I’m sure that most readers are aware of the grim story of the Crooked House in Himley, so I won’t repeat the details here, especially as criminal charges may be pending, but it has, at least, given pubs a temporary prominence in the national press. This made me think about the public’s attitude to pubs in general and what sort of regard they are held in. Statista, the global data and business intelligence platform, conducted a survey between April 2017 and March 2018 which showed that only 53% of adults visit pubs and bars in their leisure time. There are, of course, many people who, for ethical reasons, do not consume alcohol and choose not to be in the company of those who do so. Fair enough. There are also, from my reading of comments on planning applications over the years, many who have a very strong ‘nimby’ attitude and who do not want pubs near where they live. Many people sadly fail to appreciate or simply ignore the benefits of the pub to their communities, such as the consumption of alcohol in a controlled environment and helping to ease loneliness. CAMRA’s work as an ambassador for pubs continues to be vital.
There is also an issue as to the attitude that some planning authorities take to pubs. In 2017, permitted development rights were removed from pubs and they became a sui generis planning class. This means that demolition, redevelopment or change of use requires planning permission. However, research by CAMRA has revealed that, in the last six months alone, 31 out of 95 pubs which have been demolished or converted to another use did not have the required planning permission. There is also concern over a lack of positive action being taken in some cases, despite the planning authority having the necessary powers to act.
London should be in a better position that most areas because of the implementation of Policy HC7 of the London Plan. There are still some sad stories however. The Jester in Cockfosters closed in 2013 and suffered a fire in 2018. The severely damaged building has been left to rot while planning applications have been refused and, when an order was made requiring its rebuilding, the owner simply sold it on. In my own borough, Merton, the Grade II-listed Burn Bullock also closed in 2013. Some sporadic short term enforcement action has been taken over the years but no progress has been made towards securing a long term future, as a pub or otherwise. On 31 August, two pubs in Croydon, the Drum & Monkey and the Windmill, which had closed in 2016 and 2022 respectively, both suffered serious fires at more or less the same time. There is, incidentally, no known connection between the pubs, except for their location. Further afield, in Gravesend, a former CAMRA national pub of the year, the Crown & Thistle closed in 2015 and, while the local council have refused the owner’s plans for redevelopment, they have also refused to renew its Asset of Community Value listing because they believe that it will not reopen as a pub. Stalemate, it seems. See also the report on the Picture Palace in Ponders End in the Pub News column. The Government’s plans for High Street Rental Auctions present another threat.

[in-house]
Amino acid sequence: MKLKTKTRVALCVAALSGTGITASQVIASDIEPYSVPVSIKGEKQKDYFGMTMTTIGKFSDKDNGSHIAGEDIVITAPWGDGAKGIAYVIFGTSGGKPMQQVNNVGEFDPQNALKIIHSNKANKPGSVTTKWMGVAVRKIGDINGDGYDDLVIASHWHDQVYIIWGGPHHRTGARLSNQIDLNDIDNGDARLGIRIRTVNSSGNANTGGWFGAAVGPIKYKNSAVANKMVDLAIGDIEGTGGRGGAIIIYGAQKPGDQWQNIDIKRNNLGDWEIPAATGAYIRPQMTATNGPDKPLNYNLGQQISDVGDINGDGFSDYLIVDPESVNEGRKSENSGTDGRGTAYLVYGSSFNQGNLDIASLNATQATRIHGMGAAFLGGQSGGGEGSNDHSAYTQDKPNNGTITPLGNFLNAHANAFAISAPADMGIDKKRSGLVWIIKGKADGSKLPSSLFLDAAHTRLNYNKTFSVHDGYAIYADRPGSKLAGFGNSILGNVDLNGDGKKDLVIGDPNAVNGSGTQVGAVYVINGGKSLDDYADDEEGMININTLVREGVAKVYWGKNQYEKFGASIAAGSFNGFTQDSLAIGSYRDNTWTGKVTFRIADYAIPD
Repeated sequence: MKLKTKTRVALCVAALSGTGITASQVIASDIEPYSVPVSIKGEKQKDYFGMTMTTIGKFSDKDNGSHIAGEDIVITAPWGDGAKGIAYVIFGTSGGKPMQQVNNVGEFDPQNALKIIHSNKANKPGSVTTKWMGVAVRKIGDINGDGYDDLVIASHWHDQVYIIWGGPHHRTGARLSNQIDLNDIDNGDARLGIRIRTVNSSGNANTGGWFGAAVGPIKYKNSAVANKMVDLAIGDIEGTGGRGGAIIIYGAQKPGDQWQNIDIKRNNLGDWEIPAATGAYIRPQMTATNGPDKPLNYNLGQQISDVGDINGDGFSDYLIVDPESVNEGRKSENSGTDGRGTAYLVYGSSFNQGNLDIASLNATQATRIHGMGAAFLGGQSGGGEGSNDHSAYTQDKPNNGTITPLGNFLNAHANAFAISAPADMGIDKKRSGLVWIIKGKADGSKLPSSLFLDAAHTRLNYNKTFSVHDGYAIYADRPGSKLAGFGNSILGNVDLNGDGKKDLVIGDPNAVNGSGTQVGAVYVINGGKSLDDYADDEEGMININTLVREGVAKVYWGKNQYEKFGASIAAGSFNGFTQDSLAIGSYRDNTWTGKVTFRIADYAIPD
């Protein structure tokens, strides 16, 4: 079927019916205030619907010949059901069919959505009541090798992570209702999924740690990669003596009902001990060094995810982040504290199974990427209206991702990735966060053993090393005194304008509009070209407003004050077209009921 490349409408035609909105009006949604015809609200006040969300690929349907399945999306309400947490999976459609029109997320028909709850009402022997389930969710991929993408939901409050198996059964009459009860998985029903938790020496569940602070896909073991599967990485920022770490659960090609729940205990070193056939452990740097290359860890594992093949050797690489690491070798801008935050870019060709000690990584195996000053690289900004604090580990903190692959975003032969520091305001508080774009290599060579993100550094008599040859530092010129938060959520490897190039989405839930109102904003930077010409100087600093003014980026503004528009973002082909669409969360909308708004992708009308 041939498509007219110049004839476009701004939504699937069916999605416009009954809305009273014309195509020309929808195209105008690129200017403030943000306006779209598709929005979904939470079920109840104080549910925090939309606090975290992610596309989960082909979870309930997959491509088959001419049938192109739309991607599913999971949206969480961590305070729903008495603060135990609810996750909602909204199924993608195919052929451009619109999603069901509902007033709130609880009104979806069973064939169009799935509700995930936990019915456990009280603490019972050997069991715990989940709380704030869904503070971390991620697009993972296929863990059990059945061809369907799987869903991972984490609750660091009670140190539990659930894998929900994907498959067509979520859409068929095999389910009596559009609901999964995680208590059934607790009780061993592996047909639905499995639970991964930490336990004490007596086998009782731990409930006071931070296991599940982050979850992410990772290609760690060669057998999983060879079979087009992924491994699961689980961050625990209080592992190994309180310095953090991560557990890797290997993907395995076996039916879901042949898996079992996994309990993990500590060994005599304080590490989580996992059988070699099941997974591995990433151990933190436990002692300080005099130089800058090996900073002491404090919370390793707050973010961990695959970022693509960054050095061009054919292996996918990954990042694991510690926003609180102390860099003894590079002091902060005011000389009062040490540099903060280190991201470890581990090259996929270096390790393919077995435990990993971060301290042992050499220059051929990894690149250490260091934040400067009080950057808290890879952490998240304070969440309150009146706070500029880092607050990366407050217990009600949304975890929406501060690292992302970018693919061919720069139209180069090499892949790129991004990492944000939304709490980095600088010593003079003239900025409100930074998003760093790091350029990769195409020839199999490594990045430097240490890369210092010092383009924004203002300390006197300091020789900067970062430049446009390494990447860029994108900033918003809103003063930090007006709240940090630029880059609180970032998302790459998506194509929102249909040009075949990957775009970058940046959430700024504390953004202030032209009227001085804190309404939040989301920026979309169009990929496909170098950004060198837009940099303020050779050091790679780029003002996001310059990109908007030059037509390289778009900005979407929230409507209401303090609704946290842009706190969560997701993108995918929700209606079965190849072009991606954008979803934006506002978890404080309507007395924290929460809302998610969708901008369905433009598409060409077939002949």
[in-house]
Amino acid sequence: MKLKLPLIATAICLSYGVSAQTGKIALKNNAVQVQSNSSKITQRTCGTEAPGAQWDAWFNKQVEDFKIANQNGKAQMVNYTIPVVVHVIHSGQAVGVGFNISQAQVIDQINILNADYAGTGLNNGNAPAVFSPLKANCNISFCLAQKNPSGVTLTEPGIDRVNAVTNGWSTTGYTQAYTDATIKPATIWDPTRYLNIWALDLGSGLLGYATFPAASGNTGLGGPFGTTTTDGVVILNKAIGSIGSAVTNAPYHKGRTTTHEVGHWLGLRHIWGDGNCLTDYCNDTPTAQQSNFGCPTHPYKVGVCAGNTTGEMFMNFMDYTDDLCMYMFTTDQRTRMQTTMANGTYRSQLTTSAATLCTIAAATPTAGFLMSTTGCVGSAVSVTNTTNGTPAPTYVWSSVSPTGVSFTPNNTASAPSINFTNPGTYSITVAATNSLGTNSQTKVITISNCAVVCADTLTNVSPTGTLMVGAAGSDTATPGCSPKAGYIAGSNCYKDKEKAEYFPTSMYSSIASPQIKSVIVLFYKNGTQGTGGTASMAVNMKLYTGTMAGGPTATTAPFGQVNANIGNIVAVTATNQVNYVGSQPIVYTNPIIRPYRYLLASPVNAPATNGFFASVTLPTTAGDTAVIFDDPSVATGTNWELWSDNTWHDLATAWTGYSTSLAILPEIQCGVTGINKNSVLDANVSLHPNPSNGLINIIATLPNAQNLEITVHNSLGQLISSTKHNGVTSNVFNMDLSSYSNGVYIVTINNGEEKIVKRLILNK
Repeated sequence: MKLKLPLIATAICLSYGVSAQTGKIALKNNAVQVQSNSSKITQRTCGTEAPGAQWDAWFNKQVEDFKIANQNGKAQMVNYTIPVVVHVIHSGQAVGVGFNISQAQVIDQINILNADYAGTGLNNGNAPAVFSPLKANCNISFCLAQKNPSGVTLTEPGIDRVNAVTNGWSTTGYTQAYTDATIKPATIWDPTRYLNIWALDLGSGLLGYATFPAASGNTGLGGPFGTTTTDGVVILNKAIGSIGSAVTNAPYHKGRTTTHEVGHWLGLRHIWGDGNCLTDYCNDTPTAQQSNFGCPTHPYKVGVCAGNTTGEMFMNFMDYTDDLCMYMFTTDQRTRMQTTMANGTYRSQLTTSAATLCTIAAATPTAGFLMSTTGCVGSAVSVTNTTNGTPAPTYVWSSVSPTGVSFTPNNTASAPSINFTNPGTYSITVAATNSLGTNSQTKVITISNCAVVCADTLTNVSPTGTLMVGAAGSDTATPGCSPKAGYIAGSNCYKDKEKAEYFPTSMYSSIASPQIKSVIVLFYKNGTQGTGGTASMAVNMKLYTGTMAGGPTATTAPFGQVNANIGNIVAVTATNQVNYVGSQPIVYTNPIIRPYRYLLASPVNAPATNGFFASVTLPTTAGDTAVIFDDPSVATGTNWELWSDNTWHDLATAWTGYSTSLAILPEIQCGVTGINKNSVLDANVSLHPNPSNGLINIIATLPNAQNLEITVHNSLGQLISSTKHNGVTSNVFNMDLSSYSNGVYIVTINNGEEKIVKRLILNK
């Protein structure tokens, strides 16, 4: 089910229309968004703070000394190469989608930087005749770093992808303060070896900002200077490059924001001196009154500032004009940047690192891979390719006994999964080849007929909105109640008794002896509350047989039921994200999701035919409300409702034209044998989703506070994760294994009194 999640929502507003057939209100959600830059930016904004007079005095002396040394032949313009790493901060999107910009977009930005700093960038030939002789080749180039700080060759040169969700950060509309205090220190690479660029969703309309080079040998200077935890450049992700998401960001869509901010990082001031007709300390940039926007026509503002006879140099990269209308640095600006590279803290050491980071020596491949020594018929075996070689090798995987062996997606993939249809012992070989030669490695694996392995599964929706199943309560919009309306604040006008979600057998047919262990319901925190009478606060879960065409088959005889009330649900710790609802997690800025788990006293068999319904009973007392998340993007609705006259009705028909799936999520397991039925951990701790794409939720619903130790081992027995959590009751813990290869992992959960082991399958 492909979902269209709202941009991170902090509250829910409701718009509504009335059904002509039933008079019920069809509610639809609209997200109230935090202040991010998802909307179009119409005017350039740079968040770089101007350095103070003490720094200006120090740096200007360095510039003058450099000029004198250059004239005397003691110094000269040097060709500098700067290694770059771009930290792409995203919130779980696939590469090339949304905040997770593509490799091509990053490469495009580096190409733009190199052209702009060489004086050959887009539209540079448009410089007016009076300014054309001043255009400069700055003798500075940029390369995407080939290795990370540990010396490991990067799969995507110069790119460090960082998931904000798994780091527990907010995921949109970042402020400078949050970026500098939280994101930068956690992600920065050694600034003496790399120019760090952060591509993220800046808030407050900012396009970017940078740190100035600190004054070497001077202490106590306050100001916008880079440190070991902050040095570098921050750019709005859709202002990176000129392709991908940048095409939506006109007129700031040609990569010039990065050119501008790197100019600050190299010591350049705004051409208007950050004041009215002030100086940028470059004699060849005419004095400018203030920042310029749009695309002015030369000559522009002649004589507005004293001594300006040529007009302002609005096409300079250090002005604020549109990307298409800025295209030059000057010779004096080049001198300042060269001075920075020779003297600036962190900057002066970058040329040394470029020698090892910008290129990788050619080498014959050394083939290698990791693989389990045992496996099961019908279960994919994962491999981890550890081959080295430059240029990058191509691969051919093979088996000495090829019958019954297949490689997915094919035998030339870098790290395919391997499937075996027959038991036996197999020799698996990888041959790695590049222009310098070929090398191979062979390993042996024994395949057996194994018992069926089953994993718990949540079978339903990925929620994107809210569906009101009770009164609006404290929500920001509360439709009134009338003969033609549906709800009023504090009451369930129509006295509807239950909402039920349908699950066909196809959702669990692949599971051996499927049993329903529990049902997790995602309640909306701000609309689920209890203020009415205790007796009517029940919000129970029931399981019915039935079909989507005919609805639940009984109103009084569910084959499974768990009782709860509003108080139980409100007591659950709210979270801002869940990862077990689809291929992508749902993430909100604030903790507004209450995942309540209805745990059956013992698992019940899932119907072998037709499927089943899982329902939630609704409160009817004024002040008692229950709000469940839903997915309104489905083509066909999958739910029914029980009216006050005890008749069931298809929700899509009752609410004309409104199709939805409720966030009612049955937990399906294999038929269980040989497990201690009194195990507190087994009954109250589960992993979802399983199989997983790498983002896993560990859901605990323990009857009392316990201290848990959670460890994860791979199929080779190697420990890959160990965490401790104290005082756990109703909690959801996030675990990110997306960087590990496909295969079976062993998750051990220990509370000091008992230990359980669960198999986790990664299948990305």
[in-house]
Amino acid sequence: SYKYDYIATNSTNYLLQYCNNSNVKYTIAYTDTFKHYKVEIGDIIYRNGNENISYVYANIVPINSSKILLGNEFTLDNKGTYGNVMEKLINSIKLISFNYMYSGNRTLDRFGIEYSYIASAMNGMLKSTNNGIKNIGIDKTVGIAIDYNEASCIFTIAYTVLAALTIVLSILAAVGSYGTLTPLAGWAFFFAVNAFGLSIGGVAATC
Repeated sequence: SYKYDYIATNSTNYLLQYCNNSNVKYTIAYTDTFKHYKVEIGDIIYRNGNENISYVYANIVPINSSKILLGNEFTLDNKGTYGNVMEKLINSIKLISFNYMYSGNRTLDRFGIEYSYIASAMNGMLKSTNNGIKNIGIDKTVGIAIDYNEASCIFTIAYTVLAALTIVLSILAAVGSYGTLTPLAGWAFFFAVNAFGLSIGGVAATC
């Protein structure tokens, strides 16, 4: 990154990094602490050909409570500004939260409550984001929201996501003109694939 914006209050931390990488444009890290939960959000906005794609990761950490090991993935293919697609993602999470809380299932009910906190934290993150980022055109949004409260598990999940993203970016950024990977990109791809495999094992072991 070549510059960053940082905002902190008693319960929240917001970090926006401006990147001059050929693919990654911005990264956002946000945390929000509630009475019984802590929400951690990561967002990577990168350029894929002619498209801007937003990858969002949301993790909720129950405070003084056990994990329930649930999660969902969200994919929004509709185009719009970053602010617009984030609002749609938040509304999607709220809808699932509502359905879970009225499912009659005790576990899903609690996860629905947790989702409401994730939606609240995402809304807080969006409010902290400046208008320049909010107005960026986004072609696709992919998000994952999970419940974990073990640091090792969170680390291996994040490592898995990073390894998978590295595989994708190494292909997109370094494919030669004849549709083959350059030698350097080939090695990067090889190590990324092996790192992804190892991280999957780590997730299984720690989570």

I’ll leave the last word to CAMRA’s pub and club campaigns director, Gary Timmins, “The pub trade is resilient but it’s simply unacceptable that developers are able to flout planning regulations in this manner. CAMRA has been calling for more consistent enforcement of planning requirements by councils for some time. We believe that if local planning authorities are not able to apply pub protections as set out in legislation, then government in Westminster must step in to provide clearer guidance. These are national policies in England and yet the variation that our campaigners see between councils with the strongest pub protection policies and those that view pubs as an inconvenience, is shocking.”